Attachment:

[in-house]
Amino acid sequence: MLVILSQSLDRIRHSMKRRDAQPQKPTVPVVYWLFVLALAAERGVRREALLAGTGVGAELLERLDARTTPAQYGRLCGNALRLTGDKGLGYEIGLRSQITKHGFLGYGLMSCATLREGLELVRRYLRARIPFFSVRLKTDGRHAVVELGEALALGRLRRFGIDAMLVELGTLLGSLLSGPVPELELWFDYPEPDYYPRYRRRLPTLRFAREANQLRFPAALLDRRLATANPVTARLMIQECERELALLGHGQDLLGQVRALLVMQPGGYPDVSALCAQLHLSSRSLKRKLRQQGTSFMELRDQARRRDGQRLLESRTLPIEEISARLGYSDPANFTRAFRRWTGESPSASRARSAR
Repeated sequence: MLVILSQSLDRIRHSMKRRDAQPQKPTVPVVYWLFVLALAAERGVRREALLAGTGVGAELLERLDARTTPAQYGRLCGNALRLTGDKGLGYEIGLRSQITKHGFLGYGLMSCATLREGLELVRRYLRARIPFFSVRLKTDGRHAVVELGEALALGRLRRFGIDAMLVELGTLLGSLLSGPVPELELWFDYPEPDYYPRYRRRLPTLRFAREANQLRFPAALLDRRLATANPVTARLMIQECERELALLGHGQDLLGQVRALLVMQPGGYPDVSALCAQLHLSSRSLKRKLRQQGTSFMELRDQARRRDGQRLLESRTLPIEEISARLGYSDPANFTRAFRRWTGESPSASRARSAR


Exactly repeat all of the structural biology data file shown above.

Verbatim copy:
[in-house]
Amino acid sequence: MLVILSQSLDRIRHSMKRRDAQPQKPTVPVVYWLFVLALAAERGVRREALLAGTGVGAELLERLDARTTPAQYGRLCGNALRLTGDKGLGYEIGLRSQITKHGFLGYGLMSCATLREGLELVRRYLRARIPFFSVRLKTDGRHAVVELGEALALGRLRRFGIDAMLVELGTLLGSLLSGPVPELELWFDYPEPDYYPRYRRRLPTLRFAREANQLRFPAALLDRRLATANPVTARLMIQECERELALLGHGQDLLGQVRALLVMQPGGYPDVSALCAQLHLSSRSLKRKLRQQGTSFMELRDQARRRDGQRLLESRTLPIEEISARLGYSDPANFTRAFRRWTGESPSASRARSAR
Repeated sequence: MLVILSQSLDRIRHSMKRRDAQPQKPTVPVVYWLFVLALAAERGVRREALLAGTGVGAELLERLDARTTPAQYGRLCGNALRLTGDKGLGYEIGLRSQITKHGFLGYGLMSCATLREGLELVRRYLRARIPFFSVRLKTDGRHAVVELGEALALGRLRRFGIDAMLVELGTLLGSLLSGPVPELELWFDYPEPDYYPRYRRRLPTLRFAREANQLRFPAALLDRRLATANPVTARLMIQECERELALLGHGQDLLGQVRALLVMQPGGYPDVSALCAQLHLSSRSLKRKLRQQGTSFMELRDQARRRDGQRLLESRTLPIEEISARLGYSDPANFTRAFRRWTGESPSASRARSAR